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ORIGINAL RESEARCH article

Front. Pharmacol., 14 June 2024
Sec. Neuropharmacology
This article is part of the Research Topic Novel Therapeutic Target and Drug Discovery for Neurological Diseases, Volume II View all 28 articles

Jingqianshu granules mitigates premenstrual depression by regulating orexin signaling

Ping DongPing Dong1Weibo DaiWeibo Dai2Tingting ZhaoTingting Zhao3Yuandong GongYuandong Gong4Ning WengNing Weng4Shimeng LvShimeng Lv5Yifan ZhaoYifan Zhao6Chunyu DuChunyu Du7Yuexiang Ma
Yuexiang Ma1*Zhen Zhang
Zhen Zhang8*Shuhua He
Shuhua He9*Feng Zheng
Feng Zheng10*Peng Sun
Peng Sun11*
  • 1School of Traditional Chinese Medicine, Shandong University of Traditional Chinese Medicine, Jinan, China
  • 2Department of Pharmacy, Zhongshan Hospital of Traditional Chinese Medicine, Zhongshan, China
  • 3School of Foreign Language, Shandong University of Traditional Chinese Medicine, Jinan, China
  • 4Shandong Mental Health Center, Jinan, China
  • 5Department of First Clinical Medical College, Shandong University of Traditional Chinese Medicine, Jinan, China
  • 6School of Pharmacy, Shandong University of Traditional Chinese Medicine, Jinan, China
  • 7Qinhuangdao Shanhaiguan Pharmaceutical Co., Ltd., Qinhuangdao, China
  • 8College of Traditional Chinese Medicine Health, Guizhou University of Traditional Chinese Medicine, Guiyang, China
  • 9Boai Hospitai of Zhngshan, Zhngshan, China
  • 10Department of Neurosurgery, The Second Affiliated Hospital of Fujian Medical University, Quanzhou, China
  • 11Innovative Institute of Chinese Medicine and Pharmacy, Shandong University of Traditional Chinese Medicine, Jinan, China

Introduction: Premenstrual dysphoric disorder (PMDD), a severe form of premenstrual syndrome (PMS), is a serious health disorder that affects patient moods. It is caused by cyclic psychological symptoms and its pathogenesis is still unclear. Abnormalities in the basolateral amygdala (BLA) orexin system, which are important causes of the development of depressive mood, have not been reported in PMDD, so exploring its intrinsic mechanisms is meaningful for enriching the pathomechanisms of PMDD.

Methods: High performance liquid chromatography was used for the determination of the active ingredients of Jingqianshu granules. Developing a rat model of premenstrual depression using the forced swimming test (FST). The experiment consisted of two parts. In Part 1, the rats were divided into the control group, the model group, the model + Jingqianshu group, and the model + fluoxetine group. The FST, open field test, and elevated plus maze test, were used to assess the behavior of the rats as well as to evaluate the effect of drug intervention. Immunofluorescence and RT-qPCR were used to detect the expression of orexin and its receptors OX1R and OX2R genes and proteins. The expression of Toll-like receptor 4, nuclear factor kappa-B, tumor necrosis factor-α, interleukin 6, and interleukin-1β in the BLA brain region was detected by Western-Blot. In part 2, the rats were injected intracerebrally with orexin-A. Observe the behavioral activities of rats in the control group, model group, and model+orexin-A group. Immunofluorescence was used to detect microglia in the BLA area of rats, and the expression levels of the above inflammatory factors were detected by Western-Blot.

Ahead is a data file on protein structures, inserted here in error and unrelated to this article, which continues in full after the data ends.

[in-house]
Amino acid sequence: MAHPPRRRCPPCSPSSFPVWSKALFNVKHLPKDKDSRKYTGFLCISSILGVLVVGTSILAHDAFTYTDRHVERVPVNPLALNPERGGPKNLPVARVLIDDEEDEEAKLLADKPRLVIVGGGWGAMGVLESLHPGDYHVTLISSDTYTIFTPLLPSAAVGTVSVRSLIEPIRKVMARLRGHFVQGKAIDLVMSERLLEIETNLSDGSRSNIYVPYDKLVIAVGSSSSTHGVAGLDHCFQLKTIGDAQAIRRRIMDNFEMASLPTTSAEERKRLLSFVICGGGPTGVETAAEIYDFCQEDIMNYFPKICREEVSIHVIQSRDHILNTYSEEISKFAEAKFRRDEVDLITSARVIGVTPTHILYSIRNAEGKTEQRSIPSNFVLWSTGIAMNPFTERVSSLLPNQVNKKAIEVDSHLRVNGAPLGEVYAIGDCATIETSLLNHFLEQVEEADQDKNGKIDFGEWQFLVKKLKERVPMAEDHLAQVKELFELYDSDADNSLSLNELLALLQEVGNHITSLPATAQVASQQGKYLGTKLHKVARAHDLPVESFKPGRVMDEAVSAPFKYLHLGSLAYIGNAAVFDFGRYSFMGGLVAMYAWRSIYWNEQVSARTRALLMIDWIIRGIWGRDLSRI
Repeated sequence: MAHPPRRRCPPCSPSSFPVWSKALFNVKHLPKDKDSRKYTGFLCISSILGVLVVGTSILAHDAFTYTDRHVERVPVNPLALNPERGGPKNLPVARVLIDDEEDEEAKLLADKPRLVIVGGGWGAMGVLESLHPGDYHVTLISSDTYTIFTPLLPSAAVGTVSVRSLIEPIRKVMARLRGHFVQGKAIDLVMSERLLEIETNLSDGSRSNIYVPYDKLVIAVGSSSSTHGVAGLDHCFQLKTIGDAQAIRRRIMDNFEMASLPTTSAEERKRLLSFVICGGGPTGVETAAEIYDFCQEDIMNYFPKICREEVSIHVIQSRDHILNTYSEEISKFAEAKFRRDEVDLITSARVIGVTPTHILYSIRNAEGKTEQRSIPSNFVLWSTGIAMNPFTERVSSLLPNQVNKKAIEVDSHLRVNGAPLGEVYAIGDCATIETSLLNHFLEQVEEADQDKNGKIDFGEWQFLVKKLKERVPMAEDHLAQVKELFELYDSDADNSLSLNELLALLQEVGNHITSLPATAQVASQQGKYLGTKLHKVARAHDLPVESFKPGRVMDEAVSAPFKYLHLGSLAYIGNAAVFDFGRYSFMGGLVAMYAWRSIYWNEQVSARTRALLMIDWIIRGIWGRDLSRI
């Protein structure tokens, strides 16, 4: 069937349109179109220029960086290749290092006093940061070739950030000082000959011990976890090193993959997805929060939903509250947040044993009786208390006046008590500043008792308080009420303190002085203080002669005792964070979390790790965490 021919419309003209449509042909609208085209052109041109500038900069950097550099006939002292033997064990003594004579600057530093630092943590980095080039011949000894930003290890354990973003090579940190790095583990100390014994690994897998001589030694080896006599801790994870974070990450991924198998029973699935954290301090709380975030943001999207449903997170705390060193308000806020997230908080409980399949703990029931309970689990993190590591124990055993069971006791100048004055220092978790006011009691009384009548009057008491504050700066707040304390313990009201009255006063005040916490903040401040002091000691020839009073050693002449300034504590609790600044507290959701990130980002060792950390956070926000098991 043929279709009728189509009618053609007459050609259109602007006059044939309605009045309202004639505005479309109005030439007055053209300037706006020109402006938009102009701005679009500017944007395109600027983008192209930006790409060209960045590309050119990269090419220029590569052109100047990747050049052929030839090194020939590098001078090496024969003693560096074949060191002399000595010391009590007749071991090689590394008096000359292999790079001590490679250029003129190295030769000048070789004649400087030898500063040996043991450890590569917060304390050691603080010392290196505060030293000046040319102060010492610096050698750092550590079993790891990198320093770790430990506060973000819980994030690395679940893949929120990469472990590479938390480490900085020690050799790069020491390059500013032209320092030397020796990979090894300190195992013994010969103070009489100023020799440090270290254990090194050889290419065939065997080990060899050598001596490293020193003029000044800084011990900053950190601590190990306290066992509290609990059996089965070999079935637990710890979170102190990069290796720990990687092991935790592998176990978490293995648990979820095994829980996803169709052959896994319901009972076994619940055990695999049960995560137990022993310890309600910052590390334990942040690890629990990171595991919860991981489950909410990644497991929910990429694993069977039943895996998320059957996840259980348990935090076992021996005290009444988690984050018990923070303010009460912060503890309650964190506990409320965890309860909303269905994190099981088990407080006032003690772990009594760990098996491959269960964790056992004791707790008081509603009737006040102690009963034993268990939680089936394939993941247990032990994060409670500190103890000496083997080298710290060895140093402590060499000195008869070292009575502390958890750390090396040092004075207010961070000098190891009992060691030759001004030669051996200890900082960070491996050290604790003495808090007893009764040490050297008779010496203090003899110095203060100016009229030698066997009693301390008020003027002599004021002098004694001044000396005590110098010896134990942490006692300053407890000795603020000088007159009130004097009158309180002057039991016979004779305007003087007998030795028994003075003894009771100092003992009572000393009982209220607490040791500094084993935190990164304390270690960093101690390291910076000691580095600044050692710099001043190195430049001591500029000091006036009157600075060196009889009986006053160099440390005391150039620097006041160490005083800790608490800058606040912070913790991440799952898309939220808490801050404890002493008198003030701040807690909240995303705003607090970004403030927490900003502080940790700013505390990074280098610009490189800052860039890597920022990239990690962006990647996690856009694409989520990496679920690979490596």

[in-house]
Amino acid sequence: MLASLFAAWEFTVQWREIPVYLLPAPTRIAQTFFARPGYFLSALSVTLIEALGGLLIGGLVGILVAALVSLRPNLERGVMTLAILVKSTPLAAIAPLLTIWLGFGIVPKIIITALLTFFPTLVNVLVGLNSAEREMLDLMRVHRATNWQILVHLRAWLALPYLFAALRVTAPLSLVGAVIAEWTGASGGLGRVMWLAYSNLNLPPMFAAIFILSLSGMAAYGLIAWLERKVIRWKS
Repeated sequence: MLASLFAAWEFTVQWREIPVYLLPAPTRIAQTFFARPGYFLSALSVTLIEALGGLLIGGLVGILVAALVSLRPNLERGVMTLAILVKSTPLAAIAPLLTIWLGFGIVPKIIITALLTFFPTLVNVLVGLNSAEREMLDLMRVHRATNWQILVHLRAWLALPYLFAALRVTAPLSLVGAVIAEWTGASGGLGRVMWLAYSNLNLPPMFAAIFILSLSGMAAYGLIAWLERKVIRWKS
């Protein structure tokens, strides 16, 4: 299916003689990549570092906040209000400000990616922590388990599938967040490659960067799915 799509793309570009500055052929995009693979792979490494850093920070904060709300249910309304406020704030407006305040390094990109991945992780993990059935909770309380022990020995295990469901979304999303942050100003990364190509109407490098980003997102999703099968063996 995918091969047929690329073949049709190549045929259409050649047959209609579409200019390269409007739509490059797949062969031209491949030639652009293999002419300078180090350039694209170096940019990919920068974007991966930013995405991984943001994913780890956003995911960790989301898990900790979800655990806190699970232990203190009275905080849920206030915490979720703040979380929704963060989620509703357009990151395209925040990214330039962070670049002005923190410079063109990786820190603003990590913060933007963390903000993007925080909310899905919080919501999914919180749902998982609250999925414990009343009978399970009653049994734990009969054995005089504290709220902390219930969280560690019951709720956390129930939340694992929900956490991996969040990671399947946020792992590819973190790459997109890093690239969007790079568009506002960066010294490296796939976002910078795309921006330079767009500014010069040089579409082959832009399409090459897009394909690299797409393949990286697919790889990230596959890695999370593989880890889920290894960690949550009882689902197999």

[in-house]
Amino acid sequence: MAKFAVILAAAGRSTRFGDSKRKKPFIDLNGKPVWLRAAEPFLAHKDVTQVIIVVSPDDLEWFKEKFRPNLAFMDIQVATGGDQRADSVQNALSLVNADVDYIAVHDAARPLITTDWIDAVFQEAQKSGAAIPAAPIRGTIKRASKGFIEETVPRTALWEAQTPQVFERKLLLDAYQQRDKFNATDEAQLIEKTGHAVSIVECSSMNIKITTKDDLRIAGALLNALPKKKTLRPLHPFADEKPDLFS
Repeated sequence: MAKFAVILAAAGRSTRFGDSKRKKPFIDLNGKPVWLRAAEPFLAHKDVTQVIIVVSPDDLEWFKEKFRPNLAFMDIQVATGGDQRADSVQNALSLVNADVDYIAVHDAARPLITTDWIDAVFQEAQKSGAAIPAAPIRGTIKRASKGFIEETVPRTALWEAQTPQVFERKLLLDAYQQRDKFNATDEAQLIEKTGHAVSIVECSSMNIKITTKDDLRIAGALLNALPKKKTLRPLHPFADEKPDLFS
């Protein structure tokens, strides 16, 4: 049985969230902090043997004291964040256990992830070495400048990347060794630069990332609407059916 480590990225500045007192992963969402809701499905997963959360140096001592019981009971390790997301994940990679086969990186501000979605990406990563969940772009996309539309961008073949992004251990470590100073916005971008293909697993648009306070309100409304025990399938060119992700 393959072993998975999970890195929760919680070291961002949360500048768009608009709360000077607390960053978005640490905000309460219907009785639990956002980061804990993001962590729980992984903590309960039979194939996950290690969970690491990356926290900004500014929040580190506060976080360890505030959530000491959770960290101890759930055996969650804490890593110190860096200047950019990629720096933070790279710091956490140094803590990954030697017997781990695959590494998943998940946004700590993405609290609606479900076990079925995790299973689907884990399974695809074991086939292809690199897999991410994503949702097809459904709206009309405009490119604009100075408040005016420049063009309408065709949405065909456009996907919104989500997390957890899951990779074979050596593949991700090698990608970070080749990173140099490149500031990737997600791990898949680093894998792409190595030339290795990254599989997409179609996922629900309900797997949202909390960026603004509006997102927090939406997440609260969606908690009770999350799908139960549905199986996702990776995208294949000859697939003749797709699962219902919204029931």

Results: The five components of Jingqianshu granules are: paeoniflorin, erulic acid, liquiritin, hesperidin, and paeonol. During the estrous cycle, rats exhibited depressive-like behavior during the non-receptive phase of the behavioral test, which disappeared during the receptive phase. Immunofluorescence and RT-qPCR showed reduced gene and protein expression of orexin, OX1R, and OX2R in the BLA region of rats in the model group.WB showed elevated levels of inflammatory factors. All returned to control levels after drug treatment. In part 2, injection of orexin-A into the BLA brain region of model rats resulted in reduced immunoreactivity of microglia and decreased expression levels of inflammatory factors.

Discussion: Jianqianshu granules can achieve the purpose of treating premenstrual depression by regulating orexin-mediated inflammatory factors, which provides a new idea for further research on the pathogenesis of PMDD. However, the current study is still preliminary and the pathogenesis of PMDD is complex. Therefore, more in-depth exploration is needed.

Introduction